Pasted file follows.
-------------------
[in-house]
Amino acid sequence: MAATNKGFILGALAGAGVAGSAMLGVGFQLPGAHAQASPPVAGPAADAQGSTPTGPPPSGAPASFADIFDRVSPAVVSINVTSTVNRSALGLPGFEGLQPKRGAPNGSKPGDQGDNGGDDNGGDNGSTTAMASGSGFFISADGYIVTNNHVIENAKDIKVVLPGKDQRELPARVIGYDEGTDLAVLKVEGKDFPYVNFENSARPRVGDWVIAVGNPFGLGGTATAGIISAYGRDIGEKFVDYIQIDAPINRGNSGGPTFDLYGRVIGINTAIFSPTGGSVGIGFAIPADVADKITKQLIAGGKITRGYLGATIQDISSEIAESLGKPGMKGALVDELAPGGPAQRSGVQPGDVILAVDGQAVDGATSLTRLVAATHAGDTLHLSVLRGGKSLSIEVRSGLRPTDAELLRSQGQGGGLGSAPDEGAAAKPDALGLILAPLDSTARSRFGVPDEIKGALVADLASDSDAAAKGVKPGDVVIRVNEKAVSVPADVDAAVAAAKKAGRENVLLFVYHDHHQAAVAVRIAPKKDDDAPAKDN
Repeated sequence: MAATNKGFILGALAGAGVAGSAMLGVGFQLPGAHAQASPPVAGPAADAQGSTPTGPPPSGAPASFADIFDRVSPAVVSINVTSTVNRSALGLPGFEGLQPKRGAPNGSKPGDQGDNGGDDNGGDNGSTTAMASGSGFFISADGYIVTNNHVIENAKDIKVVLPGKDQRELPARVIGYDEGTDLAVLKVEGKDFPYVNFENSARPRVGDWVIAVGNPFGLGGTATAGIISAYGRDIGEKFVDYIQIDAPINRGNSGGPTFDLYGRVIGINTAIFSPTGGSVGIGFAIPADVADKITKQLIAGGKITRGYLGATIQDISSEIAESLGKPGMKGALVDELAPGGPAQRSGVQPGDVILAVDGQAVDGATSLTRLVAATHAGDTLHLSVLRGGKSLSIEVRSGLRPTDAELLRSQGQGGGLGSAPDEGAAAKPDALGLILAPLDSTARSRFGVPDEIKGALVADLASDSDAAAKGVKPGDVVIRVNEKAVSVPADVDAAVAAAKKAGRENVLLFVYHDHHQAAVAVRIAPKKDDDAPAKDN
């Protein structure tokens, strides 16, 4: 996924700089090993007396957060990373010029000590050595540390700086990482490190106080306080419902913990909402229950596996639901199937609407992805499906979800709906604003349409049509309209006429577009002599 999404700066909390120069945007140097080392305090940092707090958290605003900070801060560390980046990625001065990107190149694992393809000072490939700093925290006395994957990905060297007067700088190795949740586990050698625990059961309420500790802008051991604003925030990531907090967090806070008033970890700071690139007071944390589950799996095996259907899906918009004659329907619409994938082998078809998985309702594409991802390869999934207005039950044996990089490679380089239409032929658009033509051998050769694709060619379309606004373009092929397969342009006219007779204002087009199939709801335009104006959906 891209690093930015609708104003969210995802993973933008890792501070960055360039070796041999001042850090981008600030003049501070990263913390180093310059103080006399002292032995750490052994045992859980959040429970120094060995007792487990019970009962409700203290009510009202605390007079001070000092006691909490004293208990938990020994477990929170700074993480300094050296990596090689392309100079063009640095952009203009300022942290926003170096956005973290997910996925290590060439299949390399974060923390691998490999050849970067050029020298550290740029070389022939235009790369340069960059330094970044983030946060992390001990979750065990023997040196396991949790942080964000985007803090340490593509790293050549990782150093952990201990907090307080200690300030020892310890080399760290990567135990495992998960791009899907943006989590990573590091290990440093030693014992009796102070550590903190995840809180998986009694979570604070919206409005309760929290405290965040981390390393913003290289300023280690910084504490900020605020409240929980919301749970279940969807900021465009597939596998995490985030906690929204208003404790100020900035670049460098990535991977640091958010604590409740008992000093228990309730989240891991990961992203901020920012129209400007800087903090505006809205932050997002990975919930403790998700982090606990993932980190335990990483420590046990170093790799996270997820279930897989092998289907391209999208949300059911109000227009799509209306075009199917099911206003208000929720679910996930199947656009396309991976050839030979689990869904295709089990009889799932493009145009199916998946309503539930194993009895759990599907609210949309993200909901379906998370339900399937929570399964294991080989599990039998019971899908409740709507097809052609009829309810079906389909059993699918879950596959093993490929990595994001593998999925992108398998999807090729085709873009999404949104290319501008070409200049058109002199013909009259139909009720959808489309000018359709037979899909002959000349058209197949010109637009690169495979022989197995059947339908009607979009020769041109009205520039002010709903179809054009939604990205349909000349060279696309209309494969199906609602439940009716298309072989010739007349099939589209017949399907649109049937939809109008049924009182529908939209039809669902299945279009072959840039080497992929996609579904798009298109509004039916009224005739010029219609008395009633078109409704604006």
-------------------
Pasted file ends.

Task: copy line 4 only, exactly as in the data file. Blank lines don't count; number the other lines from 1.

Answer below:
């Protein structure tokens, strides 16, 4: 996924700089090993007396957060990373010029000590050595540390700086990482490190106080306080419902913990909402229950596996639901199937609407992805499906979800709906604003349409049509309209006429577009002599 999404700066909390120069945007140097080392305090940092707090958290605003900070801060560390980046990625001065990107190149694992393809000072490939700093925290006395994957990905060297007067700088190795949740586990050698625990059961309420500790802008051991604003925030990531907090967090806070008033970890700071690139007071944390589950799996095996259907899906918009004659329907619409994938082998078809998985309702594409991802390869999934207005039950044996990089490679380089239409032929658009033509051998050769694709060619379309606004373009092929397969342009006219007779204002087009199939709801335009104006959906 891209690093930015609708104003969210995802993973933008890792501070960055360039070796041999001042850090981008600030003049501070990263913390180093310059103080006399002292032995750490052994045992859980959040429970120094060995007792487990019970009962409700203290009510009202605390007079001070000092006691909490004293208990938990020994477990929170700074993480300094050296990596090689392309100079063009640095952009203009300022942290926003170096956005973290997910996925290590060439299949390399974060923390691998490999050849970067050029020298550290740029070389022939235009790369340069960059330094970044983030946060992390001990979750065990023997040196396991949790942080964000985007803090340490593509790293050549990782150093952990201990907090307080200690300030020892310890080399760290990567135990495992998960791009899907943006989590990573590091290990440093030693014992009796102070550590903190995840809180998986009694979570604070919206409005309760929290405290965040981390390393913003290289300023280690910084504490900020605020409240929980919301749970279940969807900021465009597939596998995490985030906690929204208003404790100020900035670049460098990535991977640091958010604590409740008992000093228990309730989240891991990961992203901020920012129209400007800087903090505006809205932050997002990975919930403790998700982090606990993932980190335990990483420590046990170093790799996270997820279930897989092998289907391209999208949300059911109000227009799509209306075009199917099911206003208000929720679910996930199947656009396309991976050839030979689990869904295709089990009889799932493009145009199916998946309503539930194993009895759990599907609210949309993200909901379906998370339900399937929570399964294991080989599990039998019971899908409740709507097809052609009829309810079906389909059993699918879950596959093993490929990595994001593998999925992108398998999807090729085709873009999404949104290319501008070409200049058109002199013909009259139909009720959808489309000018359709037979899909002959000349058209197949010109637009690169495979022989197995059947339908009607979009020769041109009205520039002010709903179809054009939604990205349909000349060279696309209309494969199906609602439940009716298309072989010739007349099939589209017949399907649109049937939809109008049924009182529908939209039809669902299945279009072959840039080497992929996609579904798009298109509004039916009224005739010029219609008395009633078109409704604006």